- UK falls to 7th place in renewable energy attractiveness index for the first time since December 2009
- Fall prompted by yet more policy tinkering and the Government’s rush to allocate available funding
- Dynamic emerging markets further threaten UK’s appeal as an investment destination
The UK’s appeal as a destination for renewable energy investment is now at its lowest level for almost five years as a result of a combination of domestic and international factors, according to the EY’s Renewable Energy Country Attractiveness Index (RECAI) published today.
The sector is currently weighing the impact of a recent consultation on solar subsidies that will see the UK Government withdraw Renewables
Obligation (RO) support for solar projects above 5MW two years earlier than planned. In addition, the Government has already allocated the majority of the funding available to support renewable energy projects through to 2020.
Internationally, competition is intensifying and new dynamic emerging markets are increasingly threatening the UK’s ability to attract investors. India’s new government is proactively overhauling its energy sector to galvanize public and private renewables investment. Brazil, Chile, South Africa and Kenya are developing robust deployment pipelines and consistent policy support, while major project financing in the Netherlands and Israel have prompted a boost for these markets.
Ben Warren, Environmental Finance Leader at EY said: “What we are seeing is a ‘perfect storm’ of reasons prompting a fall in the appeal of the UK’s renewables market.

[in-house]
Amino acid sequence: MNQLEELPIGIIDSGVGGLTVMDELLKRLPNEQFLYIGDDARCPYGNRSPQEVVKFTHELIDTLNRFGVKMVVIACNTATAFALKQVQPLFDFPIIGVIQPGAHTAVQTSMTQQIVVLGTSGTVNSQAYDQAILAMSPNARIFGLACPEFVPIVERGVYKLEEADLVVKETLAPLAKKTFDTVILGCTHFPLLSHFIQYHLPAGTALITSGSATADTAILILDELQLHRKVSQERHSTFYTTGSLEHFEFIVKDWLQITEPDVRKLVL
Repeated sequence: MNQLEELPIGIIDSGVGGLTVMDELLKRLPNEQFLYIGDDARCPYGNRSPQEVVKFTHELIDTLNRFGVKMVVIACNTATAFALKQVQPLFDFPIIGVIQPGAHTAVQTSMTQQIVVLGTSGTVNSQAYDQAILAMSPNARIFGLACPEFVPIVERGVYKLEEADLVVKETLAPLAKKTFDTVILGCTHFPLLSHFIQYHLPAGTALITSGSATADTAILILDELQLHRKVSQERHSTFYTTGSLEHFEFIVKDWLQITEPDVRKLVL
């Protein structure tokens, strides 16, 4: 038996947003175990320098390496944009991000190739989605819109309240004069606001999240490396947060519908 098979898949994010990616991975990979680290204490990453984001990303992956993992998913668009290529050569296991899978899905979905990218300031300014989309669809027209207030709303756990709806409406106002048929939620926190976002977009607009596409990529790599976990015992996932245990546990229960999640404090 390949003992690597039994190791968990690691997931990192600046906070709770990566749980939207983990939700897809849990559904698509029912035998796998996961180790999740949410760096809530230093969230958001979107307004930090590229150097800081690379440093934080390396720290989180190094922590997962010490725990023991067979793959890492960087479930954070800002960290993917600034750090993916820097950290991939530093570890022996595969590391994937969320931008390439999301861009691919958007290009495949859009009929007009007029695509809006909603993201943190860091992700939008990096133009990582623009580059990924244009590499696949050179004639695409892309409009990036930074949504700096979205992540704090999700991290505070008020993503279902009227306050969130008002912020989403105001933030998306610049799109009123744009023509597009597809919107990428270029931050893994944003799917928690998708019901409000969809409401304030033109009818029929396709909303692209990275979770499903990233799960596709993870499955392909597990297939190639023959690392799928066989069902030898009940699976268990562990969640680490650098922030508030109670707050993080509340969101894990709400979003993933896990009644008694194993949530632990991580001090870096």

“The booming UK solar sector, one of only six markets globally to surpass the 5GW installed capacity, was caught by surprise by the Government’s consultation in May. Legal challenges and investor petitions have been launched in response, urging the Government to give the sector more time and greater policy stability to compete with conventional fuels.
“At the same time there is simply not much left in the pot. 60% of the funding available has already been allocated leaving investors and developers concerned about budgetary constraints for future projects.
“To continue to compete for international capital, the UK’s market reform and upcoming Contract for Difference (CfDs) regime will have to go a long way to repair the damage of recent policy mishaps.”
In a significant reshuffle at the top of the index, China returns to the top for the first time since May 2013 while Europe and the US continue to lose ground to emerging markets, according to the RECAI, which ranks 40 renewables markets on their attractiveness in the eyes of investors. Despite significant deployment and investment opportunities in the US renewables market, congressional gridlock and drawn-out approvals have had a negative effect on the country’s ability to provide investors with long-term certainty causing it to fall to second place.
Elsewhere in the index, only two of the traditionally attractive markets managed to hold on to their spots. Germany and Japan managed to remain static in third and fourth place respectively as their markets reflect on the latest legislative and energy strategy updates. In contrast, mixed signals and policy tinkering have prompted yet another drop in the rankings for Australia to tenth place. At the same time Italy and Spain are seeing the repercussions of retroactive changes to support mechanisms, with both falling several places down the index.